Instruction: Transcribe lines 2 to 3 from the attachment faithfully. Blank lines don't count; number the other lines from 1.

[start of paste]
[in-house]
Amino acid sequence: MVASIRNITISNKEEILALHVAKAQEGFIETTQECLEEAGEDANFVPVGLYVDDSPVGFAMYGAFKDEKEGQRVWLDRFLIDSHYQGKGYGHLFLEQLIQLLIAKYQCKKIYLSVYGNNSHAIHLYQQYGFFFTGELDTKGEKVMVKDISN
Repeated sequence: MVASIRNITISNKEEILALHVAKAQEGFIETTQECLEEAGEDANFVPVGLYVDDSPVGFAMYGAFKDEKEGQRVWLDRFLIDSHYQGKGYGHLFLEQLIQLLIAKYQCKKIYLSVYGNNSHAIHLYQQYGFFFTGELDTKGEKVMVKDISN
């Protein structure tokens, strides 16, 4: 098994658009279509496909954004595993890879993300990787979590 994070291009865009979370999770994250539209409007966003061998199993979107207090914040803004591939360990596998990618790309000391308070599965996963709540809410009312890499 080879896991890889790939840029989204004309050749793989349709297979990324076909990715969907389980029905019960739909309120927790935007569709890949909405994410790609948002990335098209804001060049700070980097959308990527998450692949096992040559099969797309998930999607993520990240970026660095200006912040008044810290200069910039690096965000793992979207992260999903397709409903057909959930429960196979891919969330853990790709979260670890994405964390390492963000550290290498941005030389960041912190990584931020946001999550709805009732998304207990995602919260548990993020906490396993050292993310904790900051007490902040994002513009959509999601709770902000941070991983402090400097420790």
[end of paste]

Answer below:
Amino acid sequence: MVASIRNITISNKEEILALHVAKAQEGFIETTQECLEEAGEDANFVPVGLYVDDSPVGFAMYGAFKDEKEGQRVWLDRFLIDSHYQGKGYGHLFLEQLIQLLIAKYQCKKIYLSVYGNNSHAIHLYQQYGFFFTGELDTKGEKVMVKDISN
Repeated sequence: MVASIRNITISNKEEILALHVAKAQEGFIETTQECLEEAGEDANFVPVGLYVDDSPVGFAMYGAFKDEKEGQRVWLDRFLIDSHYQGKGYGHLFLEQLIQLLIAKYQCKKIYLSVYGNNSHAIHLYQQYGFFFTGELDTKGEKVMVKDISN